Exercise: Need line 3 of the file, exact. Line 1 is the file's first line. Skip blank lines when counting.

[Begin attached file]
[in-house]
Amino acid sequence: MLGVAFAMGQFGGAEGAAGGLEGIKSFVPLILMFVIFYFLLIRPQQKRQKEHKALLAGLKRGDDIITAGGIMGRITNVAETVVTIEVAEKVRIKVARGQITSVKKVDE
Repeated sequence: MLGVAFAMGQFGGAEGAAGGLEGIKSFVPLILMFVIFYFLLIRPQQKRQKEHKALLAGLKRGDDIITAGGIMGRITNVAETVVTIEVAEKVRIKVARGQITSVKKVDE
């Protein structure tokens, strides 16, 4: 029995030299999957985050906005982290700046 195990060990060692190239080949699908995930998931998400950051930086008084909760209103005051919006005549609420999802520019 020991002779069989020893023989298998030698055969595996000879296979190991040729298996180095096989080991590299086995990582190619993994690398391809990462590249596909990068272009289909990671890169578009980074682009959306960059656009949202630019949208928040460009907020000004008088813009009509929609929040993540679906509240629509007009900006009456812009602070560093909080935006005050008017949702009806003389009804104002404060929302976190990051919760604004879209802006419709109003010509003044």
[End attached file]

Repeated sequence: MLGVAFAMGQFGGAEGAAGGLEGIKSFVPLILMFVIFYFLLIRPQQKRQKEHKALLAGLKRGDDIITAGGIMGRITNVAETVVTIEVAEKVRIKVARGQITSVKKVDE